Your health questions answered

I'm 48, is it safe to stop using contraception?
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Indy Lifestyle Online

HAVE I HIT THE MENOPAUSE?

Q. I am 48 years old and my periods are now erratic (they used to be regular) and the blood is brown (not red). Does this mean that I am no longer fertile and can come off the mini-pill?

A. Erratic periods as women are approaching the menopause are normal. But the fact that you are still bleeding, even irregularly, means that you are not yet fully menopausal. The mini-pill that you are taking (also know as the progesterone-only pill or POP) will still be effective in preventing pregnancy. The rule is that you should continue using contraception until you have not had a period or any bleeding for two years (this can be reduced to one year once you are over 50). Although this may seem like a long time, it is the only way of making sure you do not get pregnant. It is not unknown for the ovaries to release a rogue egg months after periods have apparently stopped.

HOW CAN I GET RID OF VERRUCAS?

Q. I swim three times a week at my local pool, but I have developed a couple of verrucas on my foot. I tried a Wartner freezing kit, but I found it too painful, and it did not work. Can you suggest something painless that will remove verrucas?

A. Verrucas are warts caused by viruses. The wart embeds itself in the tissue of the foot, and it is driven inwards by pressure from walking. In my experience, the best way of getting rid of them is by treating them regularly, over many weeks, with a strong acid preparation. I would suggest that you try either Verrugon ointment (which contains 50 per cent salicylic acid), or something similar from the chemist that contains at least 25 per cent salicylic acid. You need to apply the acid every day. If the verruca begins to get a bit sore, this shows that the treatment is working. If it gets too sore, stop the treatment for a day or two, but you must carry on until the verruca is well and truly gone. The key to success is persistence until the verruca dies and falls out. Verrucas should not prevent you from going swimming. If you are worried about spreading infection, you can cover them with a plaster. There is no good evidence that people catch verrucas from one another at swimming pools.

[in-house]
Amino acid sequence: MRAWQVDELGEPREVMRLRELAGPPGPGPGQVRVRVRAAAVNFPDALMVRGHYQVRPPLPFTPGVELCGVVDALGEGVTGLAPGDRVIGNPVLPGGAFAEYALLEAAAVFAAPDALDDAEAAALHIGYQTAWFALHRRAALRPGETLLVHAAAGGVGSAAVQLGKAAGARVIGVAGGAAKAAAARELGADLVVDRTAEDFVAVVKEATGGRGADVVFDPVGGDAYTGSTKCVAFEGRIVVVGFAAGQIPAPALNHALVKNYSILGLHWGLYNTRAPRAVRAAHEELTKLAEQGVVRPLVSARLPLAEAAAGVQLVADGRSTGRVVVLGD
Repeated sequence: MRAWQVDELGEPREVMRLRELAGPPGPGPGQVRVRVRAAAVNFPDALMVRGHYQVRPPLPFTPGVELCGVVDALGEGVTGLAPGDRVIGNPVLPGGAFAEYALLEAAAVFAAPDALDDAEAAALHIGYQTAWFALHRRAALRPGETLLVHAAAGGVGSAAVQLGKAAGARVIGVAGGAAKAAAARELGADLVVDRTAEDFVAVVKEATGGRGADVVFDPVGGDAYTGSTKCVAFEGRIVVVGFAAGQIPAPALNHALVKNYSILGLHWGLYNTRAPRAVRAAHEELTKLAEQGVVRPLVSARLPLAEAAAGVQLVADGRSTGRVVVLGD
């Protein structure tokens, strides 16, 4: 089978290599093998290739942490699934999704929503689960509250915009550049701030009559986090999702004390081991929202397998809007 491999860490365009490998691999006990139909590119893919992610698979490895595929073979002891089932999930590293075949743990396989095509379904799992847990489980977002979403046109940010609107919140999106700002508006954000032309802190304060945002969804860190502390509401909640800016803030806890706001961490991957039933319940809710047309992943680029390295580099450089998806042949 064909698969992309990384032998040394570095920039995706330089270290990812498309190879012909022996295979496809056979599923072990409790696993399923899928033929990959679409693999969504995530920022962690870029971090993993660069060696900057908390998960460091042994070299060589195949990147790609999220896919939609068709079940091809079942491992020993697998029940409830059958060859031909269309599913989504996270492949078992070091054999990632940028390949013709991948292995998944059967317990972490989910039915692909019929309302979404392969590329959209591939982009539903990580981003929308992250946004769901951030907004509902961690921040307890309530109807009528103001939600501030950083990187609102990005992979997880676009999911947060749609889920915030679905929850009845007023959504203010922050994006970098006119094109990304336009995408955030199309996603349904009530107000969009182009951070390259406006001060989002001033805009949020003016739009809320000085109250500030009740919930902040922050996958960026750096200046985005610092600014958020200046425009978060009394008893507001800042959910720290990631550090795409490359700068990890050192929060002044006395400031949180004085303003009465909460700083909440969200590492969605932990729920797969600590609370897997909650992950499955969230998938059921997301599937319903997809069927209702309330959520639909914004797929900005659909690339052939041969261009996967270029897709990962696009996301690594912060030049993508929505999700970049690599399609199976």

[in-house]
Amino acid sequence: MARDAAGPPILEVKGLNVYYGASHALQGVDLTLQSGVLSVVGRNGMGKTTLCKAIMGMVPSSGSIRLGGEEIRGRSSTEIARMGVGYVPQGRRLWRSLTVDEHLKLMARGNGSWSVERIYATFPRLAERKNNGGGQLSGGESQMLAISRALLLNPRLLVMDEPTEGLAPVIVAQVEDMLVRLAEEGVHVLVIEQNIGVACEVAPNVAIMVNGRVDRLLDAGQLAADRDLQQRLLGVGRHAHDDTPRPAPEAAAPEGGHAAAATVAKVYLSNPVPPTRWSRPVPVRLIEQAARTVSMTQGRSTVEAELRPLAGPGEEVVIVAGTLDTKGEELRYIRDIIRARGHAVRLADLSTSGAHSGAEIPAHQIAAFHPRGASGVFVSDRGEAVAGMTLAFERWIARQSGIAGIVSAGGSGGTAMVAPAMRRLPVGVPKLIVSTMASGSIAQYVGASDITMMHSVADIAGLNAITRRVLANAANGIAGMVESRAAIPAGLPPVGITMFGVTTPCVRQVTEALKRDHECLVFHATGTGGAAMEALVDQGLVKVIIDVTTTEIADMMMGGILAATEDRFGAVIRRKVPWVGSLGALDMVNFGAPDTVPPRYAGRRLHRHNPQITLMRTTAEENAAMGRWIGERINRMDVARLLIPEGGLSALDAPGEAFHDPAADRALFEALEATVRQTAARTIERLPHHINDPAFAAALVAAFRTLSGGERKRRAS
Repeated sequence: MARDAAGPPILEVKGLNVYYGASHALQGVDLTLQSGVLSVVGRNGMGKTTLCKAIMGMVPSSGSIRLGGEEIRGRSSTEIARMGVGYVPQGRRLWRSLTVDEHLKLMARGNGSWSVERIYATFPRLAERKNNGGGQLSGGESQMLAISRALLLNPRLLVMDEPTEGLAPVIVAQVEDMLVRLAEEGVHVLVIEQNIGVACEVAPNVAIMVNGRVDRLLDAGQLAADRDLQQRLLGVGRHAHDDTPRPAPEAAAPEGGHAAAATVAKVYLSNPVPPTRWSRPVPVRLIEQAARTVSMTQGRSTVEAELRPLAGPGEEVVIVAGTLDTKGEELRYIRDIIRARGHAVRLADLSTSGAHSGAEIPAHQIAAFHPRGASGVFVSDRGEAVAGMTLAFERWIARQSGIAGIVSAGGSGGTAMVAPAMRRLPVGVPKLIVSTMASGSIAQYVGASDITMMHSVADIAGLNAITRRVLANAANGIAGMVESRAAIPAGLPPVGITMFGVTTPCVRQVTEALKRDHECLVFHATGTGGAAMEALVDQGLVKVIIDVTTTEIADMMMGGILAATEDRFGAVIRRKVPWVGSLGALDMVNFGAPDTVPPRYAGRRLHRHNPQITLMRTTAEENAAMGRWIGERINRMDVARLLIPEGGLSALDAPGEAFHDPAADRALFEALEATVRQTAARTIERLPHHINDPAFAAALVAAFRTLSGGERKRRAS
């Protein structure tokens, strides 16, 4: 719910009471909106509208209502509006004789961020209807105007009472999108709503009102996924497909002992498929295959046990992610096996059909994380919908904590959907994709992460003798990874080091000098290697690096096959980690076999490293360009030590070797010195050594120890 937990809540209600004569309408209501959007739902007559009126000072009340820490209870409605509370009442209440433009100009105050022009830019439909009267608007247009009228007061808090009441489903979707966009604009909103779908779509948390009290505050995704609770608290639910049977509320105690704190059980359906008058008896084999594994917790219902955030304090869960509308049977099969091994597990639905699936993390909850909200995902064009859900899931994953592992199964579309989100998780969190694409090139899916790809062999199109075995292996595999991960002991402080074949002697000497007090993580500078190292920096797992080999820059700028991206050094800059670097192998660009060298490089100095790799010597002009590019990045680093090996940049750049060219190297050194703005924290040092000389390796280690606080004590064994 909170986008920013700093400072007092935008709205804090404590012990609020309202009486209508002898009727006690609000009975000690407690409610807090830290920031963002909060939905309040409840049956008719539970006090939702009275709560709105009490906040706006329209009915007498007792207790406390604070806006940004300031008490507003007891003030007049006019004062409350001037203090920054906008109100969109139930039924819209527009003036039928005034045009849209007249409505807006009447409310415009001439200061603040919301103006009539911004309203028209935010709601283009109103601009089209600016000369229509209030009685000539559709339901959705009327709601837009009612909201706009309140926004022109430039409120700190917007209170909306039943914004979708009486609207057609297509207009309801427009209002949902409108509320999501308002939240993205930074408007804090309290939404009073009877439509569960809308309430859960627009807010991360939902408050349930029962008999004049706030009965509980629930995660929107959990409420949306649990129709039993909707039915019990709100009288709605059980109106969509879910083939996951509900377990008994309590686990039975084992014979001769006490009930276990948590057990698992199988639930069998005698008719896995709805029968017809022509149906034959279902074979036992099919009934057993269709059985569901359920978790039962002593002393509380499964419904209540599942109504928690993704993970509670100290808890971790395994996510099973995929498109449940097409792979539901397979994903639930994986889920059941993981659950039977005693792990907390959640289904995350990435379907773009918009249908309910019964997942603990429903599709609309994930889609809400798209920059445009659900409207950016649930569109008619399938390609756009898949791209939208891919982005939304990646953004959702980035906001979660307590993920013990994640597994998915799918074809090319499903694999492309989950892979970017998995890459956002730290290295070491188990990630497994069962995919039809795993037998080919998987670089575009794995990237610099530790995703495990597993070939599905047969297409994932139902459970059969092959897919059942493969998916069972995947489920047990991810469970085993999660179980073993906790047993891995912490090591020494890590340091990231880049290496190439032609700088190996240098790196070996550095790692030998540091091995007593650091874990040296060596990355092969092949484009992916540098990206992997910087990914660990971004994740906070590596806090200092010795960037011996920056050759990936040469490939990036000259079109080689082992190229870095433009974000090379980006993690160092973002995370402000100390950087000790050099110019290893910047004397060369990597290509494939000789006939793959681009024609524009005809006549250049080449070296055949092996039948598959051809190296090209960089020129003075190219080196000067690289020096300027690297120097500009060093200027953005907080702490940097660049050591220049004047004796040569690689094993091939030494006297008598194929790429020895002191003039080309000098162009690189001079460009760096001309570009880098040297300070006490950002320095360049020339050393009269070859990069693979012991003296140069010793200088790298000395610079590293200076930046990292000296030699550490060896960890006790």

Please send your questions and suggestions to A Question of Health, 'The Independent', Independent House, 191 Marsh Wall, London E14 9RS; fax 020-7005 2182 or e-mail health@independent.co.uk. Dr Kavalier regrets that he is unable to respond personally to questions.

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